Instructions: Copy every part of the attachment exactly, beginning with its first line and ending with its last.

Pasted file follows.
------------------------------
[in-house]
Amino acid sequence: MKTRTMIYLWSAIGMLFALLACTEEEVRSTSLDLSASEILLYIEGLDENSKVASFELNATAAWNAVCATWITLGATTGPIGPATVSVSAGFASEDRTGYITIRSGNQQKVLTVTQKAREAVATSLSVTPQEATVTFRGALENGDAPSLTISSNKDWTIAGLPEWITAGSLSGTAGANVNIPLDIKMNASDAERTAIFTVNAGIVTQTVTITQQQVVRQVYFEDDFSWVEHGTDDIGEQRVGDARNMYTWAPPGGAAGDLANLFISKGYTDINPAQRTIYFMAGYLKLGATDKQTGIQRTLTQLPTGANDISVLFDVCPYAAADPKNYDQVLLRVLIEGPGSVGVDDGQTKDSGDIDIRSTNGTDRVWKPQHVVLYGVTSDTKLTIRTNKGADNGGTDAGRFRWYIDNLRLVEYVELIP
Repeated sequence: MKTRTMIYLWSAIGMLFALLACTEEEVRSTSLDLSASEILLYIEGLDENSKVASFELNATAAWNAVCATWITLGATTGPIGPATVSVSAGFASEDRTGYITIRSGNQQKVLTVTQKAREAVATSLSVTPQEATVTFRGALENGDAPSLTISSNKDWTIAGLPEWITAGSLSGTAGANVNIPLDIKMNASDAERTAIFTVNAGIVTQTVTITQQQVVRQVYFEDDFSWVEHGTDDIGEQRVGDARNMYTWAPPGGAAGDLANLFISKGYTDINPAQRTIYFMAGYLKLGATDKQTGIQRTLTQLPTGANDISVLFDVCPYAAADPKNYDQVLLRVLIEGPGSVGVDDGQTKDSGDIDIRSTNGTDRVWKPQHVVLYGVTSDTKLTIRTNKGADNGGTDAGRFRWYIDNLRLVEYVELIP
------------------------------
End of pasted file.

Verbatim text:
[in-house]
Amino acid sequence: MKTRTMIYLWSAIGMLFALLACTEEEVRSTSLDLSASEILLYIEGLDENSKVASFELNATAAWNAVCATWITLGATTGPIGPATVSVSAGFASEDRTGYITIRSGNQQKVLTVTQKAREAVATSLSVTPQEATVTFRGALENGDAPSLTISSNKDWTIAGLPEWITAGSLSGTAGANVNIPLDIKMNASDAERTAIFTVNAGIVTQTVTITQQQVVRQVYFEDDFSWVEHGTDDIGEQRVGDARNMYTWAPPGGAAGDLANLFISKGYTDINPAQRTIYFMAGYLKLGATDKQTGIQRTLTQLPTGANDISVLFDVCPYAAADPKNYDQVLLRVLIEGPGSVGVDDGQTKDSGDIDIRSTNGTDRVWKPQHVVLYGVTSDTKLTIRTNKGADNGGTDAGRFRWYIDNLRLVEYVELIP
Repeated sequence: MKTRTMIYLWSAIGMLFALLACTEEEVRSTSLDLSASEILLYIEGLDENSKVASFELNATAAWNAVCATWITLGATTGPIGPATVSVSAGFASEDRTGYITIRSGNQQKVLTVTQKAREAVATSLSVTPQEATVTFRGALENGDAPSLTISSNKDWTIAGLPEWITAGSLSGTAGANVNIPLDIKMNASDAERTAIFTVNAGIVTQTVTITQQQVVRQVYFEDDFSWVEHGTDDIGEQRVGDARNMYTWAPPGGAAGDLANLFISKGYTDINPAQRTIYFMAGYLKLGATDKQTGIQRTLTQLPTGANDISVLFDVCPYAAADPKNYDQVLLRVLIEGPGSVGVDDGQTKDSGDIDIRSTNGTDRVWKPQHVVLYGVTSDTKLTIRTNKGADNGGTDAGRFRWYIDNLRLVEYVELIP